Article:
John Handcock CVO DL

7 October 1930 – 11 January 2021

John Handcock was born in Reading, but spent most of his life in Windsor. He was educated at Upton House School, where he was among the first 10 pupils, Imperial Service College and at Aldenham School. He graduated in Law at King’s College London and became a solicitor. In 1956 he married his wife Peggy, they have four children.

John was an active member of numerous Windsor organisations, including the Windsor and Eton Society, the Rotary Club, the Windsor & Eton Sea Cadets, the Windsor & Eton Choral Society, he was Captain of the Lay Stewards at St George’s Chapel, and there was not a Windsor action group he was not involved in.  He was instrumental in commissioning the two stained glass windows in the Guildhall to mark the Queen’s Diamond Jubilee, which had been proposed by Hester Davenport.

Since 2000 he has been a member of the Windsor Local History Group. Although not a historian, his knowledge and understanding of history was phenomenal. The Group was delighted when in 2003 he agreed to become our president. He hardly ever missed one of our monthly Friday meeting, and regularly hosted meetings at his house, with Peggy providing delicious refreshments.

As clerk of the Royal Albert Institute Trust he facilitated loans or grants for some of our publications, and he was our best salesman, taking new Windlesoras to all of his meetings.

He wrote seventeen articles for Windlesora, as well as two books, one about the Rotary Club and his latest about the history of the Royal Albert Institute.

John’s articles in Windlesora included:

  • 2002, W19 The Queen’s Silver Jubilee
  • 2003, W20 Recollections of Windsor in the 1950s, The Royal Funeral, & Windsor’s Court.
  • 2005, W21 Windsor and Eton Sea Cadets, Founded 1899
  • 2006, W22  The Institute that Became an Institution. The Royal Albert Institute.
  • 2007, W23  The Lay Stewards of St George’s Chapel.
  • 2008, W24  1937, Windsor’s two months of Majesty. Unveiling of George V Memorial, & The Coronation
  • 2009, W25 A Turbulent Priest, John Dalton Canon of Windsor.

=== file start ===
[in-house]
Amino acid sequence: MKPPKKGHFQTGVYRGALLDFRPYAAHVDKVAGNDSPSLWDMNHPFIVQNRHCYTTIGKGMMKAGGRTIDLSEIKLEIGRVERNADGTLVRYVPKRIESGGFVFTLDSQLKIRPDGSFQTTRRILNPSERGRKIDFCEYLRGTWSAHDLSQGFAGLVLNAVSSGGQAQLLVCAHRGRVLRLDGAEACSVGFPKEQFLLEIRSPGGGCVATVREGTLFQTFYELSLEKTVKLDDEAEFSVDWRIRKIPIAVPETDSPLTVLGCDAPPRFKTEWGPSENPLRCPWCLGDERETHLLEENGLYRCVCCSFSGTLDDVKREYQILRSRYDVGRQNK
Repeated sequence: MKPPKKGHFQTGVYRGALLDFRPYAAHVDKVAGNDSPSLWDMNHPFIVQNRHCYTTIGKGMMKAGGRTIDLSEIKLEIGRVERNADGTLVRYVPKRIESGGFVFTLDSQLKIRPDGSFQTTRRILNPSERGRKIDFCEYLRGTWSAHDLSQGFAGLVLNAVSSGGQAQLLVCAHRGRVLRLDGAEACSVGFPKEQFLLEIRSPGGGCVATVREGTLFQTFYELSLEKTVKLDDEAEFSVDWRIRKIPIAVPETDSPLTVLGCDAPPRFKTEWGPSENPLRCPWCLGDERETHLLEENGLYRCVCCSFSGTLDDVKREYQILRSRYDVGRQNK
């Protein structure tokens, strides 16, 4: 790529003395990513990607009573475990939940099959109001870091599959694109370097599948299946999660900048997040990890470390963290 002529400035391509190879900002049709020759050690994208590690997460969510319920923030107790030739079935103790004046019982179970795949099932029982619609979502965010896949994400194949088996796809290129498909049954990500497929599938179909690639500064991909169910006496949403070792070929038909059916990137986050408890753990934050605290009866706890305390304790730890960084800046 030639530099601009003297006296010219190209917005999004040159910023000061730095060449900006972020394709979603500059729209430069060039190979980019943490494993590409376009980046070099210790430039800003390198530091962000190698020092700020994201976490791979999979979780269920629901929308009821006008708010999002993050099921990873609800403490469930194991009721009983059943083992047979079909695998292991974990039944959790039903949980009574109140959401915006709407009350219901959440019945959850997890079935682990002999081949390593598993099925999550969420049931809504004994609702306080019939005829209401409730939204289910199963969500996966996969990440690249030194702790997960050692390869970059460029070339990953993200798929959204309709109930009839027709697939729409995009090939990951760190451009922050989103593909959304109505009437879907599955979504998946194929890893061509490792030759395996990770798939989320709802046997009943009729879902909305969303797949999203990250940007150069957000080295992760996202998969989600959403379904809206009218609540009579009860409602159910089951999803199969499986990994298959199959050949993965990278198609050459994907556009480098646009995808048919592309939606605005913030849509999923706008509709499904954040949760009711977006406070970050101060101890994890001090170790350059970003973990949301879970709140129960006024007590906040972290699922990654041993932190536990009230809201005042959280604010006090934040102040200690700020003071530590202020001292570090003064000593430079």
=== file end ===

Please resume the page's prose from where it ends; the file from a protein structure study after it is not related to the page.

• 2010, W26 Hadleigh House and Clifford Lodge, Two Jewels in Windsor’s Historic Treasury.
  • 2011, W27 Parings from Park Street- A Georgian Building and a pocketful of personalities.
  • 2012, W28 Windsor & Eton Operatic Society 1961-2011.
  • 2013, W29 Coronation memories.
  • 2014, W30 Upton House School.
  • 2015, W31 Agincourt.
  • 2016, W32  Service Before Self (about the Windsor Advisory Centre. 1969-2011)
  • 2017, W33 The Prince Philip Trust & Obituary to Joyce Sampson
  • 2019, W35  Emily Handcock.  Adventure in France.
  • 2020, W36 When Cricket Saved the Day. (about the Dedworth V1 bomb)

Past and present members of the Windsor Local History Group remember John with fondness and esteem, we will miss him very much:

Roger C: I recall that while I was in hospital back in 2011 John came to visit me. It was a very long walk for him along Wexham Park’s endless corridors, but I appreciated his visit very much indeed. That was the man. A huge generosity of spirit that I will not forget.

Sue A: His contributions to the life of his home-town through his work and the many organisations of which he was a leading member cannot be surpassed. He was ever willing to share that knowledge with all of us.

Andy F: I loved his dry wit and humour, and his local knowledge was encyclopaedic.

Beryl H: John has been a presence in my live sine 1962, when we moved to Windsor. He led the lay stewards at St George’s Chapel, where I volunteered for many years. He would always help when asked, and as a friend and college will be sadly missed.

Elias K: Soon after John had his stroke I visited him, and we had an absolutely jolly conversation on all things Windsor, despite him being so seriously ill. I will miss not having his encyclopaedic brain to pick when I need to know something of Windsor’s diverse history.

Susy S: One of my enduring memories of John will be the privilege and pleasure of working with him on the 2012 Windsor & Eton Facelift Project. John was at the heart of the original Windsor Street Improvement Scheme, inaugurated by Her Majesty The Queen.

Anne T: He was an amazingly humble man for one who knew so much and so many, and his knowledge of Windsor will be particularly missed.

Margaret K: Such knowledge and experience. He helped me with questions and pictures of 1960s Windsor.

Geoff T: My father knew John’s father from the moment that they moved to Windsor, so of course John and I have been very close friends for as long as I can remember. I miss him dearly, however my many happy memories of events together will remain with me for the rest of my life.

Margaret L: We used to see John at the Windsor Amateur Operatic performances, which Price Edward often attended.

Leslie G: I got to know John in the 1970s when I became a lay steward at St George’s Chapel. Attending different functions in Windsor, he would invariably be there. A regular at the Royal Chapel I am glad I had a chat with him there shortly before he died.

Derek H: I shall always be grateful to John for obtaining funds from the Royal Albert Institute Trust and the Prince Philip Trust to help pay for the publication of “Windsor in the Great War”.

Brigitte M: I last saw John in December when I delivered the latest Windlesora to his house. He was in excellent spirit, the old self, with a twinkle in his eyes and an interesting story to tell.